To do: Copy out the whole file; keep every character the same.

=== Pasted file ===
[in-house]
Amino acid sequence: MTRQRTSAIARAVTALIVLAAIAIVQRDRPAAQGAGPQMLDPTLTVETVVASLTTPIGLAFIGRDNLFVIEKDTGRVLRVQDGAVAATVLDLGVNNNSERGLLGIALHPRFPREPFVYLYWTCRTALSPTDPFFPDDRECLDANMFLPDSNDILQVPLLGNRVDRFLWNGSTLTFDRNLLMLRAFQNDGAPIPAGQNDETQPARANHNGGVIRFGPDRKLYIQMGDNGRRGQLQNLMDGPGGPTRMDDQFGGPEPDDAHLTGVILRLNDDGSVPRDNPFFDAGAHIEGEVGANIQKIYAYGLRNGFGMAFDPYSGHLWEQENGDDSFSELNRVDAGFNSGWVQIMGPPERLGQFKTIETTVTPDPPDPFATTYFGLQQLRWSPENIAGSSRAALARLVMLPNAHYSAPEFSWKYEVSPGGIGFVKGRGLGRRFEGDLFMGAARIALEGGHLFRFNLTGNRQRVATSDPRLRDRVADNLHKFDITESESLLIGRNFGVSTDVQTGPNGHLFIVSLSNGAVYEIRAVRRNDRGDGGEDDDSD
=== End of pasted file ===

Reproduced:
[in-house]
Amino acid sequence: MTRQRTSAIARAVTALIVLAAIAIVQRDRPAAQGAGPQMLDPTLTVETVVASLTTPIGLAFIGRDNLFVIEKDTGRVLRVQDGAVAATVLDLGVNNNSERGLLGIALHPRFPREPFVYLYWTCRTALSPTDPFFPDDRECLDANMFLPDSNDILQVPLLGNRVDRFLWNGSTLTFDRNLLMLRAFQNDGAPIPAGQNDETQPARANHNGGVIRFGPDRKLYIQMGDNGRRGQLQNLMDGPGGPTRMDDQFGGPEPDDAHLTGVILRLNDDGSVPRDNPFFDAGAHIEGEVGANIQKIYAYGLRNGFGMAFDPYSGHLWEQENGDDSFSELNRVDAGFNSGWVQIMGPPERLGQFKTIETTVTPDPPDPFATTYFGLQQLRWSPENIAGSSRAALARLVMLPNAHYSAPEFSWKYEVSPGGIGFVKGRGLGRRFEGDLFMGAARIALEGGHLFRFNLTGNRQRVATSDPRLRDRVADNLHKFDITESESLLIGRNFGVSTDVQTGPNGHLFIVSLSNGAVYEIRAVRRNDRGDGGEDDDSD